I do not hold material back from a position of thinking they are 'too powerful' or 'too exclusive'. It's simply from pragmatism. I can show new students a lot of things, but they won't be able to repeat it. They won't even understand what they are seeing. It takes a period of study to get there. Some concepts are more difficult than others, more refined for lack of a better word. I teach this stuff to my best students. Yes, it's a reward, but it's also because they're the people that benefit from it as opposed to their less commited peers.
Ah, I was referring to a different hyung altogether. As far as I know, Hwa Sun is a SBD hyung while Hwa Rang appears in some more classical TSD schools.

You make a valid point about certain students being more committed/responsible with certain techniques/forms than others; me teaching a white belt Bassai-Sho, for example, will not be as worthwhile to them as, say, teaching them Taikyoku Shodan. When I was talking about "exclusivity" with forms, I was more referring to the occasional master who actually creates their own form and treats it like some high-and-mighty masterpiece of theirs. I remember seeing a demo of a Grandmaster going on a 2-minute speech about a form he created, declaring it to be a "rare" and "special" form, doing it very poorly, and then being praised as though he were a god amongst men.

I personally have bad experiences with cultism/indoctrination in martial arts so I'm somewhat biased to be against that sort of thing, but that might be just me.
 
Ah, I was referring to a different hyung altogether. As far as I know, Hwa Sun is a SBD hyung while Hwa Rang appears in some more classical TSD schools.

You make a valid point about certain students being more committed/responsible with certain techniques/forms than others; me teaching a white belt Bassai-Sho, for example, will not be as worthwhile to them as, say, teaching them Taikyoku Shodan. When I was talking about "exclusivity" with forms, I was more referring to the occasional master who actually creates their own form and treats it like some high-and-mighty masterpiece of theirs. I remember seeing a demo of a Grandmaster going on a 2-minute speech about a form he created, declaring it to be a "rare" and "special" form, doing it very poorly, and then being praised as though he were a god amongst men.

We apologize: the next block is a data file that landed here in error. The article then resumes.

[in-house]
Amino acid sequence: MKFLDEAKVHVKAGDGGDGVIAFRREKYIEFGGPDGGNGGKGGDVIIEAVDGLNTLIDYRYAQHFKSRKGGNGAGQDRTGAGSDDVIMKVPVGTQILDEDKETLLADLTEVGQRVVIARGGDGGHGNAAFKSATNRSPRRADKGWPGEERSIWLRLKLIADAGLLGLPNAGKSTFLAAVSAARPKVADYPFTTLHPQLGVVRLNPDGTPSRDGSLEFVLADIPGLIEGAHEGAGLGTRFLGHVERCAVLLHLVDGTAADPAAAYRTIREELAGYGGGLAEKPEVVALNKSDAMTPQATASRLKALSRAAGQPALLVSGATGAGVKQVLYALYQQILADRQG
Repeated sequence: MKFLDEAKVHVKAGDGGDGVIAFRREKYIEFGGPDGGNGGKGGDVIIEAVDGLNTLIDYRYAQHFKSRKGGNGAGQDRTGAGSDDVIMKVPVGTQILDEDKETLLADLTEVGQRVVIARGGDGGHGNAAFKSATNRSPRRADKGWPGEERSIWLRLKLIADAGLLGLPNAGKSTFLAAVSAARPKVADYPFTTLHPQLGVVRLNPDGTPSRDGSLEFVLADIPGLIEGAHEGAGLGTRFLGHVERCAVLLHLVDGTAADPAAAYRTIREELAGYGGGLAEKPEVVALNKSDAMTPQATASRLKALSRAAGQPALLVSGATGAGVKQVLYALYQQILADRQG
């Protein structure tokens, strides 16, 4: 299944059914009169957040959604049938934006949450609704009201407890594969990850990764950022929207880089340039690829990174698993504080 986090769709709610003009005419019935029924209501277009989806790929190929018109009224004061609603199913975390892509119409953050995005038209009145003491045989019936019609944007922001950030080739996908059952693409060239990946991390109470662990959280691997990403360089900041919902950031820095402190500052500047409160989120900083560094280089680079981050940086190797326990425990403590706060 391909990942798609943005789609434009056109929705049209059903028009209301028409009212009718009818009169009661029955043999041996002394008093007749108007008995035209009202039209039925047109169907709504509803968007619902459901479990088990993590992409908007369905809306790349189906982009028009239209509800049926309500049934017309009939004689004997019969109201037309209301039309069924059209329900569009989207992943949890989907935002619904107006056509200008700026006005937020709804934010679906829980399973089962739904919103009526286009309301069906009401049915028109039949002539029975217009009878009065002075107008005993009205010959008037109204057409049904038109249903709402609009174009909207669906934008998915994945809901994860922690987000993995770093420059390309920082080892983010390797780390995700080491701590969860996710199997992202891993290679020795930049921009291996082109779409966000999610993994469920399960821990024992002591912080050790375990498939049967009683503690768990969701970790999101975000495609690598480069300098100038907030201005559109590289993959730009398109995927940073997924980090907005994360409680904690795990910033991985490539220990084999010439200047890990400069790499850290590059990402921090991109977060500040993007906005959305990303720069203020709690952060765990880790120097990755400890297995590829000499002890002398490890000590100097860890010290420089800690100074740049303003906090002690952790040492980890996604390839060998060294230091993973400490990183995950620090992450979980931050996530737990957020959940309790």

I personally have bad experiences with cultism/indoctrination in martial arts so I'm somewhat biased to be against that sort of thing, but that might be just me.

I do know Hwa Rang. Did the non-sinewave version. I came up in Jhoon Rhee TKD (he was a Chung Do Kwan early BB that converted to General Choi's forms but he dissolved his ties with Choi before the general added the sinewave movement). As far as I know it is a TKD form and it would be uncommon for people of Moo Duk Kwan lineage that use the Tang Soo Do moniker to practice it.

I may be jaded but I rarely see an original form worth studying. Most of the time, its just re-arranging the movements in other forms. Like if you know the Pinan/Pyung Ahn do you really need to learn the ITF forms? I argue no (at least for the under BB ones). It's not from some type of ageism snobbery - every form was made up at some point by somebody after all.

Your opinion is as worthy as anyone's. I just wanted to note that it is reality that the best students get more from their teachers. That could mean more forms, more concepts, more social conversation, more time. That is the nature of the beast. It is a 2-way street. The teacher invests too in his students. Show you are worthy of investment and who knows what will pop up in your lessons.
 
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This is weird, to be upset that is, clearly in Karate, the old teachers held things back...not sure why anyone is surprised that it happened through Korean arts.